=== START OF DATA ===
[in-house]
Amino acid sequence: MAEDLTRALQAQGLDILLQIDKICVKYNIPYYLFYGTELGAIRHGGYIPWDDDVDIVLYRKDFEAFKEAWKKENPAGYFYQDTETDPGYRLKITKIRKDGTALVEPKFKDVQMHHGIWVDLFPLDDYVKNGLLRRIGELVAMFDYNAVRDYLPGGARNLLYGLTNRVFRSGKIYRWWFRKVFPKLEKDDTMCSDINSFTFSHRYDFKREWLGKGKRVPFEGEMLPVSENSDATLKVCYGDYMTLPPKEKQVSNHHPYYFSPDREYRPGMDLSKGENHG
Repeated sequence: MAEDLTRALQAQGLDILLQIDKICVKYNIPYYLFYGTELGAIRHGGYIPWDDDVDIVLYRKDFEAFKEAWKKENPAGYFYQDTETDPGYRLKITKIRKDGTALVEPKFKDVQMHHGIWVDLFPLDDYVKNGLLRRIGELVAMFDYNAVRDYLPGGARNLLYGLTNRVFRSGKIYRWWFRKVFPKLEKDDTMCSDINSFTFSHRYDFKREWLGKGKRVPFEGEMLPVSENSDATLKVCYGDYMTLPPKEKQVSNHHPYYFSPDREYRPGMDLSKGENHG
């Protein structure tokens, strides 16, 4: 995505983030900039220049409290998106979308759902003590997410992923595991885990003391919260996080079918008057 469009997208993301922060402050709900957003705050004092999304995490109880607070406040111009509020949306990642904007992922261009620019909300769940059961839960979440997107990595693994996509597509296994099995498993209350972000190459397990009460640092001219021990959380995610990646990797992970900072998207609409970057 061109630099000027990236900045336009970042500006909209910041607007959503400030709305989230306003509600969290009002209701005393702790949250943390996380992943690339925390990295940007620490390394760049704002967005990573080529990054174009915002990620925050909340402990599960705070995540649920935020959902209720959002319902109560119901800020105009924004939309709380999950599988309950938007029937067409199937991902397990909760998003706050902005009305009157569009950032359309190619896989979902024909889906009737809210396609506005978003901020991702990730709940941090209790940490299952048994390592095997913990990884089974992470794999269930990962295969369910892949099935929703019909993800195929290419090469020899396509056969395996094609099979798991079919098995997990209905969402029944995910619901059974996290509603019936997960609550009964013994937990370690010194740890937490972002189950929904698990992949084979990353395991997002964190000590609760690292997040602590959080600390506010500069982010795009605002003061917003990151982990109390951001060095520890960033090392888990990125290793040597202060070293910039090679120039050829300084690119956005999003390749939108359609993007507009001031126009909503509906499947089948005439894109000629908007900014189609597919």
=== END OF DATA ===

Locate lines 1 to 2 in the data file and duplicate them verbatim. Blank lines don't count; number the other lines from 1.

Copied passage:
[in-house]
Amino acid sequence: MAEDLTRALQAQGLDILLQIDKICVKYNIPYYLFYGTELGAIRHGGYIPWDDDVDIVLYRKDFEAFKEAWKKENPAGYFYQDTETDPGYRLKITKIRKDGTALVEPKFKDVQMHHGIWVDLFPLDDYVKNGLLRRIGELVAMFDYNAVRDYLPGGARNLLYGLTNRVFRSGKIYRWWFRKVFPKLEKDDTMCSDINSFTFSHRYDFKREWLGKGKRVPFEGEMLPVSENSDATLKVCYGDYMTLPPKEKQVSNHHPYYFSPDREYRPGMDLSKGENHG